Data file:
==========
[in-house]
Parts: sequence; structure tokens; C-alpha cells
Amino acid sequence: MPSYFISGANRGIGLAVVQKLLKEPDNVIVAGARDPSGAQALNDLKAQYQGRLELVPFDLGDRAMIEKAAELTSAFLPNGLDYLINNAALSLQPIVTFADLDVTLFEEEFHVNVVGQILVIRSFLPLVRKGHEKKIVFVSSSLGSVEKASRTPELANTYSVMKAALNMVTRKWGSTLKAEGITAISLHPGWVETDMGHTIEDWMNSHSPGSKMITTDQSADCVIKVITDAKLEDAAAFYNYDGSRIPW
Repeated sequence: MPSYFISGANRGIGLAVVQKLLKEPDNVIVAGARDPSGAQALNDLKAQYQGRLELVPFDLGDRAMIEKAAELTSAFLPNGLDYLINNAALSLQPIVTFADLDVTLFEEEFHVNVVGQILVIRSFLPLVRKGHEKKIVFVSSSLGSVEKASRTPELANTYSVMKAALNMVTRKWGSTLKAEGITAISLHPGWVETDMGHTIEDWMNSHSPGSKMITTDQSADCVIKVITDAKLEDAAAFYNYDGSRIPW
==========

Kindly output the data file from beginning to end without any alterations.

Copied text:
[in-house]
Parts: sequence; structure tokens; C-alpha cells
Amino acid sequence: MPSYFISGANRGIGLAVVQKLLKEPDNVIVAGARDPSGAQALNDLKAQYQGRLELVPFDLGDRAMIEKAAELTSAFLPNGLDYLINNAALSLQPIVTFADLDVTLFEEEFHVNVVGQILVIRSFLPLVRKGHEKKIVFVSSSLGSVEKASRTPELANTYSVMKAALNMVTRKWGSTLKAEGITAISLHPGWVETDMGHTIEDWMNSHSPGSKMITTDQSADCVIKVITDAKLEDAAAFYNYDGSRIPW
Repeated sequence: MPSYFISGANRGIGLAVVQKLLKEPDNVIVAGARDPSGAQALNDLKAQYQGRLELVPFDLGDRAMIEKAAELTSAFLPNGLDYLINNAALSLQPIVTFADLDVTLFEEEFHVNVVGQILVIRSFLPLVRKGHEKKIVFVSSSLGSVEKASRTPELANTYSVMKAALNMVTRKWGSTLKAEGITAISLHPGWVETDMGHTIEDWMNSHSPGSKMITTDQSADCVIKVITDAKLEDAAAFYNYDGSRIPW